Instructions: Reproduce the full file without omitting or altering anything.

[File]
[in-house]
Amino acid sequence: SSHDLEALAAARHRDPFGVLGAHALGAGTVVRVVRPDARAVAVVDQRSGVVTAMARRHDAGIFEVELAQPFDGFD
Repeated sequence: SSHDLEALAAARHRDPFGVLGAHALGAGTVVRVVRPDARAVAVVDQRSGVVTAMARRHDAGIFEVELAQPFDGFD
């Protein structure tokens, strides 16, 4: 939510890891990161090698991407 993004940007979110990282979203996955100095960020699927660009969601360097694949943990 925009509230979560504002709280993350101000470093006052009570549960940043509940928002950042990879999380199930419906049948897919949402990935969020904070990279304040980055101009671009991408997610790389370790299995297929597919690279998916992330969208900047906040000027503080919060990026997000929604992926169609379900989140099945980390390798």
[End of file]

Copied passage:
[in-house]
Amino acid sequence: SSHDLEALAAARHRDPFGVLGAHALGAGTVVRVVRPDARAVAVVDQRSGVVTAMARRHDAGIFEVELAQPFDGFD
Repeated sequence: SSHDLEALAAARHRDPFGVLGAHALGAGTVVRVVRPDARAVAVVDQRSGVVTAMARRHDAGIFEVELAQPFDGFD
């Protein structure tokens, strides 16, 4: 939510890891990161090698991407 993004940007979110990282979203996955100095960020699927660009969601360097694949943990 925009509230979560504002709280993350101000470093006052009570549960940043509940928002950042990879999380199930419906049948897919949402990935969020904070990279304040980055101009671009991408997610790389370790299995297929597919690279998916992330969208900047906040000027503080919060990026997000929604992926169609379900989140099945980390390798």